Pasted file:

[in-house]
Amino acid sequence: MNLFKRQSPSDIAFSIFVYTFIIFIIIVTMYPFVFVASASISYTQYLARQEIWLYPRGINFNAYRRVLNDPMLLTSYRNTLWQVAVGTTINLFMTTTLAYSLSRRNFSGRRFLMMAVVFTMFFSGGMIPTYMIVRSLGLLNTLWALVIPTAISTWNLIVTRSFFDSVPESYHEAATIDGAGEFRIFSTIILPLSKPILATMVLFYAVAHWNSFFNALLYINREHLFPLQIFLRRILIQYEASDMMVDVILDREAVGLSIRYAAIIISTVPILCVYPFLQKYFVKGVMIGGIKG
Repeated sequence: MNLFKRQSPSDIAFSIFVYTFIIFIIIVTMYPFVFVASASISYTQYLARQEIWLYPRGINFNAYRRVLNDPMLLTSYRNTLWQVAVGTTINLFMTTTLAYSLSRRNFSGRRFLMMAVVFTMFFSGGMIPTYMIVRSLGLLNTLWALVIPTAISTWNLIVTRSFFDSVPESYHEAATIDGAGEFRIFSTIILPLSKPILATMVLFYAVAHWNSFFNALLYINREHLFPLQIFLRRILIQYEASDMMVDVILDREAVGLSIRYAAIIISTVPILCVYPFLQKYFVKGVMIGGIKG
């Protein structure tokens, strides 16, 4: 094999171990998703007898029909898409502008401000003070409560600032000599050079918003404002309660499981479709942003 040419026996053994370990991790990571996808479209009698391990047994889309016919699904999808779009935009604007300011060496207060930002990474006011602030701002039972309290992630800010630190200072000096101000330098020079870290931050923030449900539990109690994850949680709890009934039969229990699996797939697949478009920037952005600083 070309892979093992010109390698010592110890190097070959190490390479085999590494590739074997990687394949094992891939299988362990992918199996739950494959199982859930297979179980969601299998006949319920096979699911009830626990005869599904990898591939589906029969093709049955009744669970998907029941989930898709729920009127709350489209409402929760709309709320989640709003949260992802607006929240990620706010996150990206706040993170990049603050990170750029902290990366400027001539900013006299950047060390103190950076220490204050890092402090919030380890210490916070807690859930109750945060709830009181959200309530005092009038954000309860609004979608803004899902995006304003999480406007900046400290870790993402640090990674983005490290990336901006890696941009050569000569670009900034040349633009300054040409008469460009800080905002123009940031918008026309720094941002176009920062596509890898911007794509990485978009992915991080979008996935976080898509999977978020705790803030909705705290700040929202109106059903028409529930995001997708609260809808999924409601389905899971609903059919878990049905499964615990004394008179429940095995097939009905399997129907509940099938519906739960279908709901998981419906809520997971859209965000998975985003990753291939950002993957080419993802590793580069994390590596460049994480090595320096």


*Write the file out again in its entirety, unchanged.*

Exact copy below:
[in-house]
Amino acid sequence: MNLFKRQSPSDIAFSIFVYTFIIFIIIVTMYPFVFVASASISYTQYLARQEIWLYPRGINFNAYRRVLNDPMLLTSYRNTLWQVAVGTTINLFMTTTLAYSLSRRNFSGRRFLMMAVVFTMFFSGGMIPTYMIVRSLGLLNTLWALVIPTAISTWNLIVTRSFFDSVPESYHEAATIDGAGEFRIFSTIILPLSKPILATMVLFYAVAHWNSFFNALLYINREHLFPLQIFLRRILIQYEASDMMVDVILDREAVGLSIRYAAIIISTVPILCVYPFLQKYFVKGVMIGGIKG
Repeated sequence: MNLFKRQSPSDIAFSIFVYTFIIFIIIVTMYPFVFVASASISYTQYLARQEIWLYPRGINFNAYRRVLNDPMLLTSYRNTLWQVAVGTTINLFMTTTLAYSLSRRNFSGRRFLMMAVVFTMFFSGGMIPTYMIVRSLGLLNTLWALVIPTAISTWNLIVTRSFFDSVPESYHEAATIDGAGEFRIFSTIILPLSKPILATMVLFYAVAHWNSFFNALLYINREHLFPLQIFLRRILIQYEASDMMVDVILDREAVGLSIRYAAIIISTVPILCVYPFLQKYFVKGVMIGGIKG
């Protein structure tokens, strides 16, 4: 094999171990998703007898029909898409502008401000003070409560600032000599050079918003404002309660499981479709942003 040419026996053994370990991790990571996808479209009698391990047994889309016919699904999808779009935009604007300011060496207060930002990474006011602030701002039972309290992630800010630190200072000096101000330098020079870290931050923030449900539990109690994850949680709890009934039969229990699996797939697949478009920037952005600083 070309892979093992010109390698010592110890190097070959190490390479085999590494590739074997990687394949094992891939299988362990992918199996739950494959199982859930297979179980969601299998006949319920096979699911009830626990005869599904990898591939589906029969093709049955009744669970998907029941989930898709729920009127709350489209409402929760709309709320989640709003949260992802607006929240990620706010996150990206706040993170990049603050990170750029902290990366400027001539900013006299950047060390103190950076220490204050890092402090919030380890210490916070807690859930109750945060709830009181959200309530005092009038954000309860609004979608803004899902995006304003999480406007900046400290870790993402640090990674983005490290990336901006890696941009050569000569670009900034040349633009300054040409008469460009800080905002123009940031918008026309720094941002176009920062596509890898911007794509990485978009992915991080979008996935976080898509999977978020705790803030909705705290700040929202109106059903028409529930995001997708609260809808999924409601389905899971609903059919878990049905499964615990004394008179429940095995097939009905399997129907509940099938519906739960279908709901998981419906809520997971859209965000998975985003990753291939950002993957080419993802590793580069994390590596460049994480090595320096």